Tuesday, May 12, 2020

The Resurrection of GUILTY BYSTANDER (1950)

In a world of unrelenting bad news, here's a tiny piece of good news. GUILTY BYSTANDER--a small, cheap cult noir that only weird guys like me have ever cared about--is back from the dead. After decades of existing in only the shittiest form imaginable, the film has been reborn in a gorgeous new restoration. 

GUILTY BYSTANDER is the best film made by the husband and wife team of director Joseph Lerner and editor Geri Lerner, a couple of mavericks who helped pioneer postwar movie making in New York City. The film stars Zachary Scott as an alcoholic ex-cop named Max Thursday. When we meet him, he’s passed out drunk in a flophouse where he “works” as the house detective. He’s roused from his stupor by his ex-wife (Faye Emerson) who is distraught because their young son is missing. Thursday slaps himself awake and promises to track down the kid. His search leads him through a maze populated by shady doctors, hypochondriac smugglers, and surly prostitutes. In the end, Thursday’s investigation leads right to his back door.

Max Thursday was the creation of the writing team of Robert Wade and Bill Miller, who wrote under the pseudonym of Wade Miller (writing as “Whit Masterson” the pair also wrote the novel  BADGE OF EVIL on which Orson Welles based TOUCH OF EVIL). Thursday was originally conceived and written as a hero in the tradition of Spade and Marlowe, albeit with rougher edges. The curious thing about this film is that it completely neglects to make Thursday into a hero at all. He’s all rough edges. No wonder the authors of the original novel hated the film, feeling that it turned Thursday into a hopeless lush and, maybe worse, something of a wimp.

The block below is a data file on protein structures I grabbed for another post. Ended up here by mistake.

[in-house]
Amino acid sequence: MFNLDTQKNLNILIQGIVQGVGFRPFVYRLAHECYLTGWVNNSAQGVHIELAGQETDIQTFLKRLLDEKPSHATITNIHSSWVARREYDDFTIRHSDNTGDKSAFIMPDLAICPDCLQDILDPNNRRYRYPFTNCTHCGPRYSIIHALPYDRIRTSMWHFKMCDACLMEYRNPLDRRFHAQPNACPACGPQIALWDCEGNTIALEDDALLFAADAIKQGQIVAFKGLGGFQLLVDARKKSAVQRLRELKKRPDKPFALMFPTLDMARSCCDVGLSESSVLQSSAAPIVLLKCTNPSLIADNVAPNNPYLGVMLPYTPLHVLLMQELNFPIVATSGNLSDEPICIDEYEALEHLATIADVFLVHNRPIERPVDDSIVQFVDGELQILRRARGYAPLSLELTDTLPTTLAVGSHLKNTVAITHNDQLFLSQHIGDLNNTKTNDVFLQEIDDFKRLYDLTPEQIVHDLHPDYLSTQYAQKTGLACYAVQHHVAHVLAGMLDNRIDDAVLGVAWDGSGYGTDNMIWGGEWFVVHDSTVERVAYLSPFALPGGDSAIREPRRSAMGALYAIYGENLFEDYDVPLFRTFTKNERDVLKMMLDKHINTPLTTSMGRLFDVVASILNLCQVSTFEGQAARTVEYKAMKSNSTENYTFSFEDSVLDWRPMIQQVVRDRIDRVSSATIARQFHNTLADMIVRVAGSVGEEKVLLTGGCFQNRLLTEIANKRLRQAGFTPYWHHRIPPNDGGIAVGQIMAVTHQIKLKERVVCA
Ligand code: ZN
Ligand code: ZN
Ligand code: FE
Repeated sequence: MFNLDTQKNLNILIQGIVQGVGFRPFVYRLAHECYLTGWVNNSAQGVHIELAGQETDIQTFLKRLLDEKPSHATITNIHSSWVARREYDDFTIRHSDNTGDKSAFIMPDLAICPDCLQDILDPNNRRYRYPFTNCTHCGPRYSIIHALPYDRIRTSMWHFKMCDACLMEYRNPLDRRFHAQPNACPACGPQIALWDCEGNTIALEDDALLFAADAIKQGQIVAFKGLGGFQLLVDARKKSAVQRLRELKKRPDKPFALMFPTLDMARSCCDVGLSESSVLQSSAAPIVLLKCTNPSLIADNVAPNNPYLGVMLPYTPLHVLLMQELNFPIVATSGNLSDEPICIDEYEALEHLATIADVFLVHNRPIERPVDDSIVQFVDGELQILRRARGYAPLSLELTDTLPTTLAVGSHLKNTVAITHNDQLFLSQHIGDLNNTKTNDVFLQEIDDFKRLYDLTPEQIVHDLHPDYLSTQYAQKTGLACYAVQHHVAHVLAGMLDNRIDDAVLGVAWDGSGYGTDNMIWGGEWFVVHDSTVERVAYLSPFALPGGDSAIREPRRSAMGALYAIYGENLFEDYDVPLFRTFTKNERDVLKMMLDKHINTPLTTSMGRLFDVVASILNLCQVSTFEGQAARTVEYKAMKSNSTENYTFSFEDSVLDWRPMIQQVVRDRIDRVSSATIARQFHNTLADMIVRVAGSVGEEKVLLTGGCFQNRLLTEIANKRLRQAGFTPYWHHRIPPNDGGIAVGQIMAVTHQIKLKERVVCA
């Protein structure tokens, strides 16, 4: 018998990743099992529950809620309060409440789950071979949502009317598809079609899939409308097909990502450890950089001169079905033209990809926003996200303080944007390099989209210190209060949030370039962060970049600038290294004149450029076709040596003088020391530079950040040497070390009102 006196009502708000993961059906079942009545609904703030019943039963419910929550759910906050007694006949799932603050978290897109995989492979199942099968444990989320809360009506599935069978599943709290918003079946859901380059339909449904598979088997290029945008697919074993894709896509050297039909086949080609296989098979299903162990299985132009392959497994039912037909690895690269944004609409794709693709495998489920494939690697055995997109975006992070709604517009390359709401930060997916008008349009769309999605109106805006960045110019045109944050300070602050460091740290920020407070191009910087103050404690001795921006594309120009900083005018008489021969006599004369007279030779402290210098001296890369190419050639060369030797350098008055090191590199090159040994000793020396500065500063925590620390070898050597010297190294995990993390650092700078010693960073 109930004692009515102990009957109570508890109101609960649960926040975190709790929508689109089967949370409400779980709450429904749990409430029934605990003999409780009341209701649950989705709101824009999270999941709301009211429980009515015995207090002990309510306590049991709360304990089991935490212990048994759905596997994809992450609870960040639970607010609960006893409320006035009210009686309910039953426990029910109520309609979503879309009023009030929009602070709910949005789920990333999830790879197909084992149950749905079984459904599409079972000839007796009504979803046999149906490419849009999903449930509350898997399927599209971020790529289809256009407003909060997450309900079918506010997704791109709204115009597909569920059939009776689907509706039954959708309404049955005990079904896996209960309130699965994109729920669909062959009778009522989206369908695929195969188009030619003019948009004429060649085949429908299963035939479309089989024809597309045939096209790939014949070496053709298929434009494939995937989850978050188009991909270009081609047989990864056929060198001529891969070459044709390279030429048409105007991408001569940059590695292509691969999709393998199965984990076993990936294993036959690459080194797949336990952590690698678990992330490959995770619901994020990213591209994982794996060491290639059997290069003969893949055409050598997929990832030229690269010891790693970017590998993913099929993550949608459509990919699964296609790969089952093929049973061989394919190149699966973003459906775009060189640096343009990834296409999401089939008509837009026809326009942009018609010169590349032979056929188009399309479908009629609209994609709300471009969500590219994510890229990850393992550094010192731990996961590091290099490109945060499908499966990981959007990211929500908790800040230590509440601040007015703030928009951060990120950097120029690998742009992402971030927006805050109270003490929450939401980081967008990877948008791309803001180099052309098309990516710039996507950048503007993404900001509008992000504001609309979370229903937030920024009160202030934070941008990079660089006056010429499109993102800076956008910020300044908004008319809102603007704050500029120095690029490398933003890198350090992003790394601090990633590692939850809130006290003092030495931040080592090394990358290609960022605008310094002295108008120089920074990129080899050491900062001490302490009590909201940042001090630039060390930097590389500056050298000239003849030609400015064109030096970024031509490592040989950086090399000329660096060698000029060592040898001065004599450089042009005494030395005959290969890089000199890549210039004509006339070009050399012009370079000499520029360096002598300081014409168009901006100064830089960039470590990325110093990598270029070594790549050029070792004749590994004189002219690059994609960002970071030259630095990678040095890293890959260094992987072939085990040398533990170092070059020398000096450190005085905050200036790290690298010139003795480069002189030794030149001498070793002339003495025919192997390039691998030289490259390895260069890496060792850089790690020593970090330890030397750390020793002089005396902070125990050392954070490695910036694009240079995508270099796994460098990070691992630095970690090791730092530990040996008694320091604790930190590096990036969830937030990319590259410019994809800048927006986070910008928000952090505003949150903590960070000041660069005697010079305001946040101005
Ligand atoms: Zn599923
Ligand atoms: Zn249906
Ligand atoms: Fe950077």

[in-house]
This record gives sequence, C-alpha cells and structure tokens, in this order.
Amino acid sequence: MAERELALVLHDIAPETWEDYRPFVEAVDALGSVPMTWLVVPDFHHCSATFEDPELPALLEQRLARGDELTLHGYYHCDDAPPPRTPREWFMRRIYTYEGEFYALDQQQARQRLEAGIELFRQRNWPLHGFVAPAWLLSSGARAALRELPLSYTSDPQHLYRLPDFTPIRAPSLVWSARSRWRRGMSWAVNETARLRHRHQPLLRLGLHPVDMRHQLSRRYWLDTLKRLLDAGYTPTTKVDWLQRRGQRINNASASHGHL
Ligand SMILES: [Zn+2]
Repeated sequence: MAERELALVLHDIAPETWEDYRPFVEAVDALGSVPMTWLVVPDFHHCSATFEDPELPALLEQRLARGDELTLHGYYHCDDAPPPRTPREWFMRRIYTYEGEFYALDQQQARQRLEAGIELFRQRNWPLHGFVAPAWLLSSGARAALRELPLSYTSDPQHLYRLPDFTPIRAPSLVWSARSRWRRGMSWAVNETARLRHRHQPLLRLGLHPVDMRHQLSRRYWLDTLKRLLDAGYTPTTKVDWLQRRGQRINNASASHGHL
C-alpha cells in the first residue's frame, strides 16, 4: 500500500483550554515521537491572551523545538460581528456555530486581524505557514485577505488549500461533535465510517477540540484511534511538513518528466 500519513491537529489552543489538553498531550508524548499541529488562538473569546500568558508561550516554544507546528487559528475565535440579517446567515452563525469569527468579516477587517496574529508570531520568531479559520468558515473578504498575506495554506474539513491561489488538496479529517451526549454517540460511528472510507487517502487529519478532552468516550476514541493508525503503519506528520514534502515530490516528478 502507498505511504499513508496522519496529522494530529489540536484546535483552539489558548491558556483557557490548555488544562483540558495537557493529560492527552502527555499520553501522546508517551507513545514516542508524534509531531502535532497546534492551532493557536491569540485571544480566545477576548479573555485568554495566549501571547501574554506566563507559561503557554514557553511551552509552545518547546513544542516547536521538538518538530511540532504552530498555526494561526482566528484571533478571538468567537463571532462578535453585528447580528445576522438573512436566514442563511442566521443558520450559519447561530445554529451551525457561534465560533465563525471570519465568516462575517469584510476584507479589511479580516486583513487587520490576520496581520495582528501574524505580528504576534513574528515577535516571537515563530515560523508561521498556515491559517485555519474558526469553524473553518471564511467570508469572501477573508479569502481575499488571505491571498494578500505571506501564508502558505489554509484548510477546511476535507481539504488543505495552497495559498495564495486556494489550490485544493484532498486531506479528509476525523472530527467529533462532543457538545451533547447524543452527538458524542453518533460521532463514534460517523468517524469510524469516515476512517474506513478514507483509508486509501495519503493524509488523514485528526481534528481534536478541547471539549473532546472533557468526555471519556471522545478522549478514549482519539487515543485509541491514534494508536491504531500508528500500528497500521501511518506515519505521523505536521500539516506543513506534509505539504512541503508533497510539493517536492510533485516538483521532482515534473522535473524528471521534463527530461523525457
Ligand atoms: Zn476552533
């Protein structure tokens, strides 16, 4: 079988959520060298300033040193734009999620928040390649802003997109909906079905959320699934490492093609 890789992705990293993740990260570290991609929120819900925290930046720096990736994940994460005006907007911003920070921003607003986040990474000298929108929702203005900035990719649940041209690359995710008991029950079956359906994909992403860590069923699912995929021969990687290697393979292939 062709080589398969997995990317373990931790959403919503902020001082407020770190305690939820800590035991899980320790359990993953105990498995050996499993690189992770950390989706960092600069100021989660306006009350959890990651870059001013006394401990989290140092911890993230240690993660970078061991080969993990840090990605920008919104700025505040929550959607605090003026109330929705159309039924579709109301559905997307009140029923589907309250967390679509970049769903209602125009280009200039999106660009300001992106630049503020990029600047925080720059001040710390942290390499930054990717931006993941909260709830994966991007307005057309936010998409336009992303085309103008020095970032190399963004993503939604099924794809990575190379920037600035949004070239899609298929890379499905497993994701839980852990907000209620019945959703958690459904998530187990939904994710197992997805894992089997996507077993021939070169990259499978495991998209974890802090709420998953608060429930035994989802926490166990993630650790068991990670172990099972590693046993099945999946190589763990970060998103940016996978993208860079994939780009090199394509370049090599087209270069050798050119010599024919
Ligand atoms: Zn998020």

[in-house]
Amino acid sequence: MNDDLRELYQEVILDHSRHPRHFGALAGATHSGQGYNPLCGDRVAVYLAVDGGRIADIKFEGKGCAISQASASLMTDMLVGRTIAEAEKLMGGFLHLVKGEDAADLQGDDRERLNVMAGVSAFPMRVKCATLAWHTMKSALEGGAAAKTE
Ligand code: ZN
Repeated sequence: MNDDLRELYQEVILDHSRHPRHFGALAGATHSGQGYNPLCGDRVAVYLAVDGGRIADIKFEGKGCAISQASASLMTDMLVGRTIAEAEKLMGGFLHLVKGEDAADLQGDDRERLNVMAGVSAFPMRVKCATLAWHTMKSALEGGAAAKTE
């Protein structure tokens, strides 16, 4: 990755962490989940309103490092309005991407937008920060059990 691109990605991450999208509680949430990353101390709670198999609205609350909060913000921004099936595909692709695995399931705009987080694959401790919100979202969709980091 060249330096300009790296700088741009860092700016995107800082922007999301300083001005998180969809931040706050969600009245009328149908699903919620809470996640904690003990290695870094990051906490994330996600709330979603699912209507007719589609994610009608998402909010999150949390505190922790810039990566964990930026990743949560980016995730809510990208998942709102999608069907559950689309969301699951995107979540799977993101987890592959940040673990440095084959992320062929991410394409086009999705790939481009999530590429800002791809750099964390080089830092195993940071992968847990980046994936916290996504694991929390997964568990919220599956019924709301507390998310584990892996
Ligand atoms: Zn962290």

That criticism, however, only underlines the deeply noir quality of the film. Lerner’s Max Thursday is a drunken antihero with an emphasis on the anti. After his ex-wife pulls him out of his drunken slumber, he offers her “breakfast” from a whiskey bottle:
            “Please Max,” she says. “I need help.”
            “Why come to me?”
            “I’m desperate.”
            “The whole world’s desperate. And I’m tired. Now go away.”

Once she’s told him the kid is missing, he drags himself out of bed to go investigating. His search leads him to creepy Dr. Edler. When Max presses the doctor on the whereabouts of the kid, Elder offers him a drink. Max has three. In the next scene he wakes up in jail and we discover that the police found him passed out drunk in the rain. And this, ladies and gentlemen, is a man looking for his missing child. Quite the hero.

The film’s real conflict is Max’s drinking, the “Will I?” or “Won’t I?” that every alcoholic has to comes to terms with. This conflict is visceral and real (more so than the kidnap plot) and it’s the reason why, even though Thursday spends much of the film being a petulant jerk, we grow to sympathize with him. He seems shaky and weak, which makes his trek through Lerner’s shadowy streets take on an aspect of dogged heroism despite the character’s own attempts to sabotage himself.